So, by your standards, let's not use scientific methods at all, shall we? When the endpoint is reached, we can all pat ourselves on our backs saying great, now we have observed it - 100% genuine catastrophe, make no mistake, ladies and gentlemen, the next time we have a planet exactly like this one, boy will we be prepared to take action early!

    Science and scientific methods even more so are useful precisely because of their predictive power. It is your choice to ignore the predictions being made and call them whatever. How is blindly ignoring scientific findings better?

    Of course we do, because the endpoint is unknown. This is the problem -- supplanting proof with assumptions. Again: one group of phenomena does not necessarily bring about corollary phenomena unless the latter has been observed. To suggest otherwise is to simply want to believe in a particular outcome.
    Where is proof being supplanted with assumptions? Care to explain how that is the case instead of just leveling another allegation?

    Where correlations versus causal mechanisms are concerned, we have evidence regarding both. Correlations are highlighted using the long time series data and the causal mechanisms (connecting cause with effect) using evidence from cases of particular areas and communities where these effects are already being observed (eg. melting ice caps). You can, of course, still choose to ignore the evidence but don't use better scientific methods as the shield, please.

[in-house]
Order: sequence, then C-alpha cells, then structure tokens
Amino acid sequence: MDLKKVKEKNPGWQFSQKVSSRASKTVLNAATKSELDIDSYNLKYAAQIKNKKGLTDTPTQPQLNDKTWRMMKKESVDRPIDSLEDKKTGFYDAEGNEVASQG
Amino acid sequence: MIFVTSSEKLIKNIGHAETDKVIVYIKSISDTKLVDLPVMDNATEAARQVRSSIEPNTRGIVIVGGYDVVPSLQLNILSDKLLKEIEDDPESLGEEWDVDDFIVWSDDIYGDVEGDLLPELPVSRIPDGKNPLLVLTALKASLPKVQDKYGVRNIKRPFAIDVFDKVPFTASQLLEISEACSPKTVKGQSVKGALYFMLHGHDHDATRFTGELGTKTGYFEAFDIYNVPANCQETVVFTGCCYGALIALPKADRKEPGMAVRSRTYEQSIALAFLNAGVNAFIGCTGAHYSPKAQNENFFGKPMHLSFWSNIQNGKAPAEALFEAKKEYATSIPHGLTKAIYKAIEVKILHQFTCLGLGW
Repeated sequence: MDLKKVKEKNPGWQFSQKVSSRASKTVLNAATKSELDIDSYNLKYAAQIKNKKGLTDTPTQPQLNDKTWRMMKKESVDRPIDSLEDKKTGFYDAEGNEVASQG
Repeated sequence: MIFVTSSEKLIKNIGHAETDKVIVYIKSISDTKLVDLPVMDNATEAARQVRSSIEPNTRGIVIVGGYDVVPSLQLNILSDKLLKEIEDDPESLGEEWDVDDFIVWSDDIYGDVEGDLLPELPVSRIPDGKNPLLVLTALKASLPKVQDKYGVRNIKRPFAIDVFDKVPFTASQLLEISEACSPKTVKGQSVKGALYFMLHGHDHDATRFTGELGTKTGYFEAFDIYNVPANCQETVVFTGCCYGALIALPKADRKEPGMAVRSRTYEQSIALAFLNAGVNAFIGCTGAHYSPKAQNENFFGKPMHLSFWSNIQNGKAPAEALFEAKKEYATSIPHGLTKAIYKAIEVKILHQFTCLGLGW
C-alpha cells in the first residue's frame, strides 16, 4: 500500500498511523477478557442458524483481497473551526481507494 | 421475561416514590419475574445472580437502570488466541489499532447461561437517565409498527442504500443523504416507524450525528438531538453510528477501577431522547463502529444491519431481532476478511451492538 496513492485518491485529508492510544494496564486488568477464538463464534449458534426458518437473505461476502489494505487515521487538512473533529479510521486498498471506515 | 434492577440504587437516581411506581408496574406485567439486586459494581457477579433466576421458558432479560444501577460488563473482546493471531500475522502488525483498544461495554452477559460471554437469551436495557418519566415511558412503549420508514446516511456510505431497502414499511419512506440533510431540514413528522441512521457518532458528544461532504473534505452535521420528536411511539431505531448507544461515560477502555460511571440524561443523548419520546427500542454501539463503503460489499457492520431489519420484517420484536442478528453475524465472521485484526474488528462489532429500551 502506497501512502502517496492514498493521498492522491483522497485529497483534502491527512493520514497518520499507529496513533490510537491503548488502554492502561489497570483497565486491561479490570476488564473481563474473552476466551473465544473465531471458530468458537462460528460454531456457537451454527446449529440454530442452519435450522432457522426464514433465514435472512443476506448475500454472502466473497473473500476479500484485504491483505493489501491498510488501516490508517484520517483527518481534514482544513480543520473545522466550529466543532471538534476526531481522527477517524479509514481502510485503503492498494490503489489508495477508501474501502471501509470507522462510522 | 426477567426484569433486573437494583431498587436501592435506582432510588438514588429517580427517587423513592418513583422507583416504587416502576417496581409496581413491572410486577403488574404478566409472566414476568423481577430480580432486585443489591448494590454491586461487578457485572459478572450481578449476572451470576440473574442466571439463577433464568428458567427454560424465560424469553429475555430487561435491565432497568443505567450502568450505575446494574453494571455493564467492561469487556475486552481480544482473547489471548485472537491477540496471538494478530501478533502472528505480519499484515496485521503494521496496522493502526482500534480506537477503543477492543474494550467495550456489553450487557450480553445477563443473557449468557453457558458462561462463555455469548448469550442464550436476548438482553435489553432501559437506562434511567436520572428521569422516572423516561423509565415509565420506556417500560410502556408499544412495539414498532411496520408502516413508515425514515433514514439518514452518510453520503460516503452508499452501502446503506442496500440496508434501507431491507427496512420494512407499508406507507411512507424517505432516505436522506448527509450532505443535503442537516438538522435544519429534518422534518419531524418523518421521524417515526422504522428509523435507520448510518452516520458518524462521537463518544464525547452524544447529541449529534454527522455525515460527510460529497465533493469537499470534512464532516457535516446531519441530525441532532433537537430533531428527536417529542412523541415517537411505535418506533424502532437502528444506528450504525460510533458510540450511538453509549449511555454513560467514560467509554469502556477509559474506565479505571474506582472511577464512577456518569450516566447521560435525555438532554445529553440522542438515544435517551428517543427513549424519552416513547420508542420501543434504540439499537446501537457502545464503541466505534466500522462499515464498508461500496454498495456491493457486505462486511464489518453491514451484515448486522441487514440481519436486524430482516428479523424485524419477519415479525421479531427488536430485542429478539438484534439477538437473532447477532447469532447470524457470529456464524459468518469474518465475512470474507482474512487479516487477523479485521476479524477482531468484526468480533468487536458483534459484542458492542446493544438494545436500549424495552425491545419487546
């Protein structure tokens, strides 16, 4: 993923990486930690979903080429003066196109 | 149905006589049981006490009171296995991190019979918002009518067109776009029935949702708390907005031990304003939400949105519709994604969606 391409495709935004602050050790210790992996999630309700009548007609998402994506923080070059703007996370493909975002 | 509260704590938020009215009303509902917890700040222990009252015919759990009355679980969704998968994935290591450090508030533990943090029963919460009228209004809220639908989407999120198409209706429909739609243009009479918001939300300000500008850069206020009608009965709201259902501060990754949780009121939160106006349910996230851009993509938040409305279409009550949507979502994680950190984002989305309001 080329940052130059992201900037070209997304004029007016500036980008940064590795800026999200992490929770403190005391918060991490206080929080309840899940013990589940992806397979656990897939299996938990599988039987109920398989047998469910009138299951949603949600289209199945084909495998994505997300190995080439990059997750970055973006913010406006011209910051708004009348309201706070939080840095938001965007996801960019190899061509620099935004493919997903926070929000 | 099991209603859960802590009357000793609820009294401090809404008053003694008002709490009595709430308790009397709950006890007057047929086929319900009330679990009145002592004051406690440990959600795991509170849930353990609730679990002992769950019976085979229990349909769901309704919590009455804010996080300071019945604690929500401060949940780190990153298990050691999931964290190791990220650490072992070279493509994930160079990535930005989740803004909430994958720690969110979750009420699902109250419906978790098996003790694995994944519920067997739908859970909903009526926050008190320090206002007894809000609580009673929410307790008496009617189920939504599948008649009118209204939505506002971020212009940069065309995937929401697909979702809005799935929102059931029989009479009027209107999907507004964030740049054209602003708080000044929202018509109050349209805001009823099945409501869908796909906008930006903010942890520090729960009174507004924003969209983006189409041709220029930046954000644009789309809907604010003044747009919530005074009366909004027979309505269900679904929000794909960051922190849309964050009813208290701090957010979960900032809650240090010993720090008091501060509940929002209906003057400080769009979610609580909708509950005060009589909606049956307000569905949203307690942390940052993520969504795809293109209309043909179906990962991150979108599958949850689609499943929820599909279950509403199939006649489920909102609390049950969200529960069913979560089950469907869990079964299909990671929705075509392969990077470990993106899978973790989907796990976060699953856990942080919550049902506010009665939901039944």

So do I: let's not hamstring the industrialized world.


    This was especially funny and highlights the hypocrisy of the argument here.
    To recap what's been said by the skeptics so far:
    1. We're not supporting the politics of fear driving public policy.
    2. Where's the real science...

    Let's address 1 first. The politics of fear.
    Um, yeah.

    You know, when you pick an underdog to support next time, ensure you take a careful look at the resources they have access to. First, there are Western countries in the so-called developed world who think better environmental standards does not equal doom for their economies. So, no don't put them all together in the same category.
    Secondly, if you want to talk about effects on economies -- the greatest effects of changes will be felt by developing economies who will not have the luxury of low environmental standards for decades while they invest in rampant industrialization like the West did. That's the argument they're making against better environmental standards....thanks for endorsing that message.

    Now, on the politics of fear. On the developed world, most leading companies are already making changes and voluntarily so. Many were spurred to do so early by customers asking how and have been leading by practice to demonstrate how doing so is not expensive or crippling...yes, I repeat, not expensive or crippling. Many have become leaders in the field. One CEO was just on NPR. Ray Anderson:
    Amazon.com: Confessions of a Radical Industrialist: Profits, People, Purpose--Doing Business by Respecting the Earth (9780312543495): Ray C. Anderson, Robin White: Books